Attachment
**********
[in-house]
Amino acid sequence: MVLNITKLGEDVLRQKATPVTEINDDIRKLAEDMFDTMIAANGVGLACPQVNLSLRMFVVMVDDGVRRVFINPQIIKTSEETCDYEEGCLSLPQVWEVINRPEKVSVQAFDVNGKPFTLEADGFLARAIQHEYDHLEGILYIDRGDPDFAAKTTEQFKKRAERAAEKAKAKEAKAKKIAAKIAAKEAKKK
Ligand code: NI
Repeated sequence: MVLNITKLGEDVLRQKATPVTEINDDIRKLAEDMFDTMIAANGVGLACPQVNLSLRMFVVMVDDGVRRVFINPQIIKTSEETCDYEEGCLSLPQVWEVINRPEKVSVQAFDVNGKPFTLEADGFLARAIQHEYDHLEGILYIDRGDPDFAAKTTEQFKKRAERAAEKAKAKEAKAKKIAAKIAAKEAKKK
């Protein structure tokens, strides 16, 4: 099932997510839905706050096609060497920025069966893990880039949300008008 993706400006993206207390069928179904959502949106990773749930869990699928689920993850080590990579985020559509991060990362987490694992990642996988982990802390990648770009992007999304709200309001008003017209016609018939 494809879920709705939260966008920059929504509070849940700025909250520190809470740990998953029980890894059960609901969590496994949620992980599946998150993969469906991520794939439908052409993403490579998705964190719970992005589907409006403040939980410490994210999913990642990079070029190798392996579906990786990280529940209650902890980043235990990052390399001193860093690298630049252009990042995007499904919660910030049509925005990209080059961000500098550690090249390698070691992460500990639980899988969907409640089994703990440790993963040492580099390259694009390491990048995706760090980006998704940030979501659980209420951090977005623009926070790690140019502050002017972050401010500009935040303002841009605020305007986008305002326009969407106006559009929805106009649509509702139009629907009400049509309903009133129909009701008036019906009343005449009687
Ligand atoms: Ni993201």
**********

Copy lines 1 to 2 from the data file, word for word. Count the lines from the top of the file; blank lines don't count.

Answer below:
[in-house]
Amino acid sequence: MVLNITKLGEDVLRQKATPVTEINDDIRKLAEDMFDTMIAANGVGLACPQVNLSLRMFVVMVDDGVRRVFINPQIIKTSEETCDYEEGCLSLPQVWEVINRPEKVSVQAFDVNGKPFTLEADGFLARAIQHEYDHLEGILYIDRGDPDFAAKTTEQFKKRAERAAEKAKAKEAKAKKIAAKIAAKEAKKK